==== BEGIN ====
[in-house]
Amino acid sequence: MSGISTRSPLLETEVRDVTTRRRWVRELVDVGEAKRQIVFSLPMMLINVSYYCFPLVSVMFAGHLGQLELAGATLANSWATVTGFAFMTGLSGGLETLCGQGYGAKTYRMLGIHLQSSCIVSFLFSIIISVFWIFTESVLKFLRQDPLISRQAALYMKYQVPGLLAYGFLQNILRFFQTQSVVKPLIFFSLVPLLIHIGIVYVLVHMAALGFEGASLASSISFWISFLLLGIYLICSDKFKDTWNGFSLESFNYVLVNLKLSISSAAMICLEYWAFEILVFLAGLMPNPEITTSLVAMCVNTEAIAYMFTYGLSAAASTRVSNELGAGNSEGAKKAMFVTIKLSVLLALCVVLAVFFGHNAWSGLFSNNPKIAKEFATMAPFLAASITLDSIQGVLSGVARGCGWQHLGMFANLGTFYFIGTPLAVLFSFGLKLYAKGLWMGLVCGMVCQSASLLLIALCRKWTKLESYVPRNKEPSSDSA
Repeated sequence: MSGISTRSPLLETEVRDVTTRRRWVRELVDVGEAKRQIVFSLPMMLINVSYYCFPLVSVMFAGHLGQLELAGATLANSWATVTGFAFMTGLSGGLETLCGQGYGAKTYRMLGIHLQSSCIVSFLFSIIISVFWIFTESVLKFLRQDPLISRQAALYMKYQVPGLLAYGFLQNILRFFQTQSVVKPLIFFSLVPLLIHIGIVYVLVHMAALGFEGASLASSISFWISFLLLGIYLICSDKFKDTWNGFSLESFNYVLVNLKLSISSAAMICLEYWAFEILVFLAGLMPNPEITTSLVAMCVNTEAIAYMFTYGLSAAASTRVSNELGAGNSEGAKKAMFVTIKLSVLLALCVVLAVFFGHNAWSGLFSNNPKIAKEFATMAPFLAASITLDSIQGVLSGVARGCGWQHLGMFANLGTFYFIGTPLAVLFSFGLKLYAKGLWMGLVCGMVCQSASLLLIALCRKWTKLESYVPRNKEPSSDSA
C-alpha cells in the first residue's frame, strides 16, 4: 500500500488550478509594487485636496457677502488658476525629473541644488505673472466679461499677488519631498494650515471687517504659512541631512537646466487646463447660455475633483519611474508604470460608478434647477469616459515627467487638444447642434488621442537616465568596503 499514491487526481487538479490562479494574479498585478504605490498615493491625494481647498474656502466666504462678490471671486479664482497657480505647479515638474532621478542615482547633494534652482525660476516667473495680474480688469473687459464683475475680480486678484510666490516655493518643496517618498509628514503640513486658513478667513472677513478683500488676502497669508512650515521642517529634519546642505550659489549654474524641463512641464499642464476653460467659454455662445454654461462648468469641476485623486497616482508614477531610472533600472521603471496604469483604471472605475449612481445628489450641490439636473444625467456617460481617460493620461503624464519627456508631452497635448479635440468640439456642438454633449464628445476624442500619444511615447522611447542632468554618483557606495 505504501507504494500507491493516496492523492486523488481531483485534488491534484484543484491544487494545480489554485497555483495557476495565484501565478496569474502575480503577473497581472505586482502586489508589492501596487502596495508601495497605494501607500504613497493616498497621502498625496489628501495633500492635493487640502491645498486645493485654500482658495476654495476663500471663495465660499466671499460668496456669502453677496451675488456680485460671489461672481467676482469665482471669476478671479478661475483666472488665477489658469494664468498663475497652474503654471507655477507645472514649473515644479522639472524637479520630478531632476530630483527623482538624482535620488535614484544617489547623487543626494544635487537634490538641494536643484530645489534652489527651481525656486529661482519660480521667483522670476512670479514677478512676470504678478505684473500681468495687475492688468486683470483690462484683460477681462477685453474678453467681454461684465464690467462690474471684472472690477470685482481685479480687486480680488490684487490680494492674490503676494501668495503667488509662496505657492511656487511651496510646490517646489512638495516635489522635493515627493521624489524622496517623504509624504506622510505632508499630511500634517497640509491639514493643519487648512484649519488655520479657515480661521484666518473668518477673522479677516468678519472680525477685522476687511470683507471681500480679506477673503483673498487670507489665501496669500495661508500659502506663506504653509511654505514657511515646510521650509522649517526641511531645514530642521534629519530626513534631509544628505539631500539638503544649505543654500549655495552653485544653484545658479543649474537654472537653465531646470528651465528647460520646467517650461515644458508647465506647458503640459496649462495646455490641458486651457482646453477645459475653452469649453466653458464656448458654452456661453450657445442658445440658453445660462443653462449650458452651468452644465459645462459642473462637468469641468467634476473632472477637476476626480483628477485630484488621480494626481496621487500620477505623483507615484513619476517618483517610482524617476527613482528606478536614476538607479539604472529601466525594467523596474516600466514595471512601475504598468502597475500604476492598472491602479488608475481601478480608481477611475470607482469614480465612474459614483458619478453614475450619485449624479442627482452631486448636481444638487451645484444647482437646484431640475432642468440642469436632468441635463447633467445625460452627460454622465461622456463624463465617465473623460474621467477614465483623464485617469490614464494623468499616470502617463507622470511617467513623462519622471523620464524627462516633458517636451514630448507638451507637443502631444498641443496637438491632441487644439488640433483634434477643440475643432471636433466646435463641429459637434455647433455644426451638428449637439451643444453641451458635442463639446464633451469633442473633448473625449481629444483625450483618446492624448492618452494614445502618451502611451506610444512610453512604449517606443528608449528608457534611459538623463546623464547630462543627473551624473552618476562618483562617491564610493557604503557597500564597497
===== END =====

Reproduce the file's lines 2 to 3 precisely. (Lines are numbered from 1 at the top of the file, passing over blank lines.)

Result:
Amino acid sequence: MSGISTRSPLLETEVRDVTTRRRWVRELVDVGEAKRQIVFSLPMMLINVSYYCFPLVSVMFAGHLGQLELAGATLANSWATVTGFAFMTGLSGGLETLCGQGYGAKTYRMLGIHLQSSCIVSFLFSIIISVFWIFTESVLKFLRQDPLISRQAALYMKYQVPGLLAYGFLQNILRFFQTQSVVKPLIFFSLVPLLIHIGIVYVLVHMAALGFEGASLASSISFWISFLLLGIYLICSDKFKDTWNGFSLESFNYVLVNLKLSISSAAMICLEYWAFEILVFLAGLMPNPEITTSLVAMCVNTEAIAYMFTYGLSAAASTRVSNELGAGNSEGAKKAMFVTIKLSVLLALCVVLAVFFGHNAWSGLFSNNPKIAKEFATMAPFLAASITLDSIQGVLSGVARGCGWQHLGMFANLGTFYFIGTPLAVLFSFGLKLYAKGLWMGLVCGMVCQSASLLLIALCRKWTKLESYVPRNKEPSSDSA
Repeated sequence: MSGISTRSPLLETEVRDVTTRRRWVRELVDVGEAKRQIVFSLPMMLINVSYYCFPLVSVMFAGHLGQLELAGATLANSWATVTGFAFMTGLSGGLETLCGQGYGAKTYRMLGIHLQSSCIVSFLFSIIISVFWIFTESVLKFLRQDPLISRQAALYMKYQVPGLLAYGFLQNILRFFQTQSVVKPLIFFSLVPLLIHIGIVYVLVHMAALGFEGASLASSISFWISFLLLGIYLICSDKFKDTWNGFSLESFNYVLVNLKLSISSAAMICLEYWAFEILVFLAGLMPNPEITTSLVAMCVNTEAIAYMFTYGLSAAASTRVSNELGAGNSEGAKKAMFVTIKLSVLLALCVVLAVFFGHNAWSGLFSNNPKIAKEFATMAPFLAASITLDSIQGVLSGVARGCGWQHLGMFANLGTFYFIGTPLAVLFSFGLKLYAKGLWMGLVCGMVCQSASLLLIALCRKWTKLESYVPRNKEPSSDSA